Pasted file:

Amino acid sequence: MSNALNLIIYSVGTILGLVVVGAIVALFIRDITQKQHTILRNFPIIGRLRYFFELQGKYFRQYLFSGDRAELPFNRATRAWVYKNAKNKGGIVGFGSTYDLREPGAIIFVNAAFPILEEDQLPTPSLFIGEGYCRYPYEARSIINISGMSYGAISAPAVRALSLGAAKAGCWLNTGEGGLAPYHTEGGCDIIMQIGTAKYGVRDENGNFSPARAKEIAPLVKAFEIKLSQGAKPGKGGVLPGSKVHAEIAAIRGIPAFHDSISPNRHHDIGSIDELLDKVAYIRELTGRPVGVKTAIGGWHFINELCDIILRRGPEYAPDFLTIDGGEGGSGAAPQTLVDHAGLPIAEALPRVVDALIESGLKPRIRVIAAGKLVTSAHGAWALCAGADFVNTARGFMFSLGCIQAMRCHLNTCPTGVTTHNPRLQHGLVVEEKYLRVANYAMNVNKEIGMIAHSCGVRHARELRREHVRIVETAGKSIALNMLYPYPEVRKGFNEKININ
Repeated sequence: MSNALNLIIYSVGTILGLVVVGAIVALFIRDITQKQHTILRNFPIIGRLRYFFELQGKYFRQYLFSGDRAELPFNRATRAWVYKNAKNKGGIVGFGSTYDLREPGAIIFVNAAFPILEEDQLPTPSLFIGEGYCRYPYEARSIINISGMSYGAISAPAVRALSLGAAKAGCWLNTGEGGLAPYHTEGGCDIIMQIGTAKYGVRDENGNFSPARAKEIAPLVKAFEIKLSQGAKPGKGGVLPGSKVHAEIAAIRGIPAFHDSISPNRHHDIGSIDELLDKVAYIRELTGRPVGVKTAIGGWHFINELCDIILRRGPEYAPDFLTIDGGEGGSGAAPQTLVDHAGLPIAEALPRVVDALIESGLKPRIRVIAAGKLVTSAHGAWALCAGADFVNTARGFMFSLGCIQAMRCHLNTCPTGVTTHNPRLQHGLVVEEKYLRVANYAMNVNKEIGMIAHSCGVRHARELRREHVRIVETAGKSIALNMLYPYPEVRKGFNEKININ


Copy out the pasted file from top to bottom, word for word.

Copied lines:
Amino acid sequence: MSNALNLIIYSVGTILGLVVVGAIVALFIRDITQKQHTILRNFPIIGRLRYFFELQGKYFRQYLFSGDRAELPFNRATRAWVYKNAKNKGGIVGFGSTYDLREPGAIIFVNAAFPILEEDQLPTPSLFIGEGYCRYPYEARSIINISGMSYGAISAPAVRALSLGAAKAGCWLNTGEGGLAPYHTEGGCDIIMQIGTAKYGVRDENGNFSPARAKEIAPLVKAFEIKLSQGAKPGKGGVLPGSKVHAEIAAIRGIPAFHDSISPNRHHDIGSIDELLDKVAYIRELTGRPVGVKTAIGGWHFINELCDIILRRGPEYAPDFLTIDGGEGGSGAAPQTLVDHAGLPIAEALPRVVDALIESGLKPRIRVIAAGKLVTSAHGAWALCAGADFVNTARGFMFSLGCIQAMRCHLNTCPTGVTTHNPRLQHGLVVEEKYLRVANYAMNVNKEIGMIAHSCGVRHARELRREHVRIVETAGKSIALNMLYPYPEVRKGFNEKININ
Repeated sequence: MSNALNLIIYSVGTILGLVVVGAIVALFIRDITQKQHTILRNFPIIGRLRYFFELQGKYFRQYLFSGDRAELPFNRATRAWVYKNAKNKGGIVGFGSTYDLREPGAIIFVNAAFPILEEDQLPTPSLFIGEGYCRYPYEARSIINISGMSYGAISAPAVRALSLGAAKAGCWLNTGEGGLAPYHTEGGCDIIMQIGTAKYGVRDENGNFSPARAKEIAPLVKAFEIKLSQGAKPGKGGVLPGSKVHAEIAAIRGIPAFHDSISPNRHHDIGSIDELLDKVAYIRELTGRPVGVKTAIGGWHFINELCDIILRRGPEYAPDFLTIDGGEGGSGAAPQTLVDHAGLPIAEALPRVVDALIESGLKPRIRVIAAGKLVTSAHGAWALCAGADFVNTARGFMFSLGCIQAMRCHLNTCPTGVTTHNPRLQHGLVVEEKYLRVANYAMNVNKEIGMIAHSCGVRHARELRREHVRIVETAGKSIALNMLYPYPEVRKGFNEKININ